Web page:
Hi All: I'd like to add my two cents worth here...a long, VERY long time
ago, I wrote a paper in the "Bruit", when the field and the journal were
both new. I was able to connect with Bart Bean, who was President of the
SVT, (back then), and with his help, and a lot of brain searching, I applied
the ear clips portion of the OPG in a different manner, which at the time
was quite exciting. I was able to purchase flat sensors which connected
around the wrists with Velcro. I applied these over the palpated radial
arteries, after taking and recording bilateral brachial blood pressures, and
recorded the pulses from the radial arteries, and looked for delays in
upstrokes from side to side. The paper was written to describe this
procedure, and its possible use in detecting subclavian or brachial artery
stenosis. I was also taught to auscultate for bruits by the Vascular
Surgeon I worked with, and recorded the presence or absence of cervical, or
supraclavicular bruits, then backed this information up with the CPA. These
tools were so valuable at the time, and I can see their possible comeback in
the so called "screening" labs that seem to be popping up everywhere. Of
course, all the old issues come up here, again...training, experience, etc.
My point is this: I've always believed in the "old ways", and have always
believed that if the "old ways" are not forgotten, they will remain ever
valuable. I think the screening labs are going to be around for awhile, and
I always hope, fervently, that whoever goes through one of these
"screenings" will follow up with their own physicians, who might just take
the time to perform a few simple tasks him/herself. The "old ways", like
palpating pulses, auscultating for bruits, asking vascular-disease
appropriate questions, etc.
In Hope, Always,
Shirley McLean, RVT
San Marcos, CA
----- Original Message -----
From: Bill Johnson <[log in to unmask]>
To: <[log in to unmask]>
Sent: Saturday, August 26, 2000 3:42 PM
Subject: Re: Screening, the UM4, OPG, CPA and everything
> Bill Johnson, Dunmore, PA
> ***WARNING*** Long rant here. Not for the faint of heart.
> I do not mean to be agist, but I think you might have been performing good
> studies before Duplex, for goodness sake, I have known you for a long
> I also know of your efforts in other countries to make good diagnostic
> studies available under difficult conditions. (You have my greatest
> in this.)
> An OPG in the right hands is an excellent diagnostic tool, although Bart
> might have some real trouble getting folks to try them in drugstores for a
> quarter. I remember Dr. J. Yao once complaining to Dr. W. Gee about the
> prospect of getting his eyeballs sucked.
> The CPA (carotid phonoangiogram) was, in my opinion, a great overlooked
> resource in noninvasive screening. Simply a microphone connected to an
> oscilloscope used to document cervical bruits. And, I believe, in the
> hands, it could differentiate an external from an internal carotid
> I know a lot of good technologists (well, mostly older folks, granted)
> can identify a significant stenosis with a handheld CW Doppler. Every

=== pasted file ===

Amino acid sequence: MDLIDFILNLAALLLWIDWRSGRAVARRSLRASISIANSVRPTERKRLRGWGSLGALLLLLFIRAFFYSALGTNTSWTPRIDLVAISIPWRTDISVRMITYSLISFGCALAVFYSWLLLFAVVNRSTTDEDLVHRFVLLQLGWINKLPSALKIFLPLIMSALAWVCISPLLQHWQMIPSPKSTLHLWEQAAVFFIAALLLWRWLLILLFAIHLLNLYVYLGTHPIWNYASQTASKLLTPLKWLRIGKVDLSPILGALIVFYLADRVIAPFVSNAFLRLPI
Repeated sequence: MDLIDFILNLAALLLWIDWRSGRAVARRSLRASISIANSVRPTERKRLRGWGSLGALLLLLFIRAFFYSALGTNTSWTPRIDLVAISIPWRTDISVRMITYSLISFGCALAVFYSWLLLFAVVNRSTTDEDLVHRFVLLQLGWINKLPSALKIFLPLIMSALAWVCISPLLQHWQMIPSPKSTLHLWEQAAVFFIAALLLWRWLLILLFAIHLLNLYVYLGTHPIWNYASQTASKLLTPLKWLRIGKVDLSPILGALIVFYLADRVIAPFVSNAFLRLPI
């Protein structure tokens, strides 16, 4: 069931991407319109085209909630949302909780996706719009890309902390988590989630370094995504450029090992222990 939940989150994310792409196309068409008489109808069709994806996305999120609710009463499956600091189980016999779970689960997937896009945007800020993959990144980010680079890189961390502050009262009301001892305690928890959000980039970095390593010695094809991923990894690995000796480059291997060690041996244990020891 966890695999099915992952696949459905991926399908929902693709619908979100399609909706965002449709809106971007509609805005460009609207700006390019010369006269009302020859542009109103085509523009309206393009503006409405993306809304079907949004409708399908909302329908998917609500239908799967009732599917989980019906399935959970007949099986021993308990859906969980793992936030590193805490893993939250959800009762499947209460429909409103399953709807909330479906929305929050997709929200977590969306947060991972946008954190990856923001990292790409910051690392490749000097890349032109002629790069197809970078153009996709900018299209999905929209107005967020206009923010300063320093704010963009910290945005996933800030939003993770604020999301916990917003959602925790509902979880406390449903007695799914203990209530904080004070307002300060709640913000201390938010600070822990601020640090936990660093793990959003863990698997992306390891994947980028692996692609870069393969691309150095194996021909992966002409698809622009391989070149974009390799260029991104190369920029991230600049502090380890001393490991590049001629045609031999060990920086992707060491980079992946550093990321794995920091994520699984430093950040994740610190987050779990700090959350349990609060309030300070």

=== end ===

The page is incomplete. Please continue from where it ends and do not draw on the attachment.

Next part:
> of equipment we have, used to have, or can imagine having, is operator
> dependent. I do not expect that to change anytime soon.
> Because someone is in a Radiology lab, a screening company or an
> lab does not make them good or bad. What they do and how they do it makes
> them good or bad. Training usually enhances ability, not always.
> Credentials, as we know them, do not document ability, only entry level
> knowledge. There is no skill assessment in any credential to date to my
> Accreditation does not assure competency. It does assure that certain
> standards are maintained in education, qualifications, quality assurance,
> operations. Competency cannot be assumed, but competency is much more
> in an accredited facility. The issue is how you work, not for whom you wo
> or even what equipment you use.
> That said, could we not find a way to resurrect that uncomplicated and
> inexpensive device, the CPA, generate a computer bruit recognition program
> that could identify holosystolic cervical bruits and provide a print out
> take to your physician? Get a sponsor, put these in the drugstores next
> the BP machines and effectively, efficiently, and economically replace the
> entire issue of carotid screening?
> Think of it. Sit down at the machine, put a microphone on your neck, hold
> your breath (not to hard for most of us still) drop in a quarter, and find
> out your potential risk of carotid disease?
> Oh, we would miss the occlusions and string signs, but I am afraid present
> screenings miss these also. And some radiated bruits would be picked up,
> a bad thing either...
> Next to our CPA machine, we find a way to adapt the automajik BP machines
> have four cuffs and perform ABIs to screen for PVD. Maybe charge a buck
> a half for this one. Get a drug sponsor? Positive studies dispense a
> sample of _____ aspirin (brand name deleted) and a card telling you how to
> make an appointment with your local cardiologist group, (positive ABI's
> significant marker for cardiac disease, you know) as well as your local
> vascular lab (with the appropriate referral, of course. We would also
> up possible subclavian steals.
> I know I often write in a less than serious vein (vane?) and it is usually
> dangerous to take my comments too seriously. But I am much more serious
> than my prose would suggest. We, my friends, have the knowledge to do
> something that could significantly contribute to the health and well-being
> people, beyond what we routinely do.
> Is this nonsense?